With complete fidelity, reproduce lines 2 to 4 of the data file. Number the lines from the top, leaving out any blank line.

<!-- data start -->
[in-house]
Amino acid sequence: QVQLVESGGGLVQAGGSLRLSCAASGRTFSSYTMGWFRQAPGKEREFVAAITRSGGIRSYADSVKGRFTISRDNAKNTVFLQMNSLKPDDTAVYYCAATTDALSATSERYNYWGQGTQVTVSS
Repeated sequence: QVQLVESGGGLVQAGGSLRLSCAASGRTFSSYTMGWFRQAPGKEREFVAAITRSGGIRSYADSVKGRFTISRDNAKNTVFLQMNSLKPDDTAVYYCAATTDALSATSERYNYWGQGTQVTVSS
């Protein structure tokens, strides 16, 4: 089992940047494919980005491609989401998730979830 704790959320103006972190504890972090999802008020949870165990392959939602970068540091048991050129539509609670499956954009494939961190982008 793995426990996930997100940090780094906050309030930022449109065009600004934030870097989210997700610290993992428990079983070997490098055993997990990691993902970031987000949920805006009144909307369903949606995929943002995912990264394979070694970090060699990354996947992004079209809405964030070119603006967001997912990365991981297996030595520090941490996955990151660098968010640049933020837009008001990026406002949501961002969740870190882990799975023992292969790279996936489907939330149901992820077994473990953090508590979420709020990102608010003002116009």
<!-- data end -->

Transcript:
Amino acid sequence: QVQLVESGGGLVQAGGSLRLSCAASGRTFSSYTMGWFRQAPGKEREFVAAITRSGGIRSYADSVKGRFTISRDNAKNTVFLQMNSLKPDDTAVYYCAATTDALSATSERYNYWGQGTQVTVSS
Repeated sequence: QVQLVESGGGLVQAGGSLRLSCAASGRTFSSYTMGWFRQAPGKEREFVAAITRSGGIRSYADSVKGRFTISRDNAKNTVFLQMNSLKPDDTAVYYCAATTDALSATSERYNYWGQGTQVTVSS
């Protein structure tokens, strides 16, 4: 089992940047494919980005491609989401998730979830 704790959320103006972190504890972090999802008020949870165990392959939602970068540091048991050129539509609670499956954009494939961190982008 793995426990996930997100940090780094906050309030930022449109065009600004934030870097989210997700610290993992428990079983070997490098055993997990990691993902970031987000949920805006009144909307369903949606995929943002995912990264394979070694970090060699990354996947992004079209809405964030070119603006967001997912990365991981297996030595520090941490996955990151660098968010640049933020837009008001990026406002949501961002969740870190882990799975023992292969790279996936489907939330149901992820077994473990953090508590979420709020990102608010003002116009």